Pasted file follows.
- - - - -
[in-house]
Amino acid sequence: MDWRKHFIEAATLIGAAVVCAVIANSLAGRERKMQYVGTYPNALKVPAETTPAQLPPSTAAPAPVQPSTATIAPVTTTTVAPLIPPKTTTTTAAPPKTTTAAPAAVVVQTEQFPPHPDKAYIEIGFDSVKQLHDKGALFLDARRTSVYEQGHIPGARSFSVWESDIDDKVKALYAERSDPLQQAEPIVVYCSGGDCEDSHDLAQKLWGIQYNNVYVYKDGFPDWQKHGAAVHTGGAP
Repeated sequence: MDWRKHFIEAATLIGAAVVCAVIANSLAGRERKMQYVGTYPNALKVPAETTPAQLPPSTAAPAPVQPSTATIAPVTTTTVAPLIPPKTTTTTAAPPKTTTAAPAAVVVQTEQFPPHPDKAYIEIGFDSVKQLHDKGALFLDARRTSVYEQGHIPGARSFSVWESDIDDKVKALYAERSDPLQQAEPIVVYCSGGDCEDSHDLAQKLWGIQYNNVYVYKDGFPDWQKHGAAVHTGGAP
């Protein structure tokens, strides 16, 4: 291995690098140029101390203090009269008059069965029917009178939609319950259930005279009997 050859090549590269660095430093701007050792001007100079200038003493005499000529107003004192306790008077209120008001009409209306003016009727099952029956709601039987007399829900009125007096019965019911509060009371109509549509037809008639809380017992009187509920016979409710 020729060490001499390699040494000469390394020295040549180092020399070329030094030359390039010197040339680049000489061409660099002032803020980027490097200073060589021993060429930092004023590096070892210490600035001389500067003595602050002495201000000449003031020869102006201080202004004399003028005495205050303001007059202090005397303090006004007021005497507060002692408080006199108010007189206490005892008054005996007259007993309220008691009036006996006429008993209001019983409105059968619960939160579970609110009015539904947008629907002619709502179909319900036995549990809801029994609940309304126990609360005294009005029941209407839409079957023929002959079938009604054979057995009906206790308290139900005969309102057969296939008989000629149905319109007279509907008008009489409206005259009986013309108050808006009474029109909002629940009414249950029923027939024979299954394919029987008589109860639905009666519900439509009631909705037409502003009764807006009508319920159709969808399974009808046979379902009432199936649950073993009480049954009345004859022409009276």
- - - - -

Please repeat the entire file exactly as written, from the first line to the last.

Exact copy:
[in-house]
Amino acid sequence: MDWRKHFIEAATLIGAAVVCAVIANSLAGRERKMQYVGTYPNALKVPAETTPAQLPPSTAAPAPVQPSTATIAPVTTTTVAPLIPPKTTTTTAAPPKTTTAAPAAVVVQTEQFPPHPDKAYIEIGFDSVKQLHDKGALFLDARRTSVYEQGHIPGARSFSVWESDIDDKVKALYAERSDPLQQAEPIVVYCSGGDCEDSHDLAQKLWGIQYNNVYVYKDGFPDWQKHGAAVHTGGAP
Repeated sequence: MDWRKHFIEAATLIGAAVVCAVIANSLAGRERKMQYVGTYPNALKVPAETTPAQLPPSTAAPAPVQPSTATIAPVTTTTVAPLIPPKTTTTTAAPPKTTTAAPAAVVVQTEQFPPHPDKAYIEIGFDSVKQLHDKGALFLDARRTSVYEQGHIPGARSFSVWESDIDDKVKALYAERSDPLQQAEPIVVYCSGGDCEDSHDLAQKLWGIQYNNVYVYKDGFPDWQKHGAAVHTGGAP
């Protein structure tokens, strides 16, 4: 291995690098140029101390203090009269008059069965029917009178939609319950259930005279009997 050859090549590269660095430093701007050792001007100079200038003493005499000529107003004192306790008077209120008001009409209306003016009727099952029956709601039987007399829900009125007096019965019911509060009371109509549509037809008639809380017992009187509920016979409710 020729060490001499390699040494000469390394020295040549180092020399070329030094030359390039010197040339680049000489061409660099002032803020980027490097200073060589021993060429930092004023590096070892210490600035001389500067003595602050002495201000000449003031020869102006201080202004004399003028005495205050303001007059202090005397303090006004007021005497507060002692408080006199108010007189206490005892008054005996007259007993309220008691009036006996006429008993209001019983409105059968619960939160579970609110009015539904947008629907002619709502179909319900036995549990809801029994609940309304126990609360005294009005029941209407839409079957023929002959079938009604054979057995009906206790308290139900005969309102057969296939008989000629149905319109007279509907008008009489409206005259009986013309108050808006009474029109909002629940009414249950029923027939024979299954394919029987008589109860639905009666519900439509009631909705037409502003009764807006009508319920159709969808399974009808046979379902009432199936649950073993009480049954009345004859022409009276």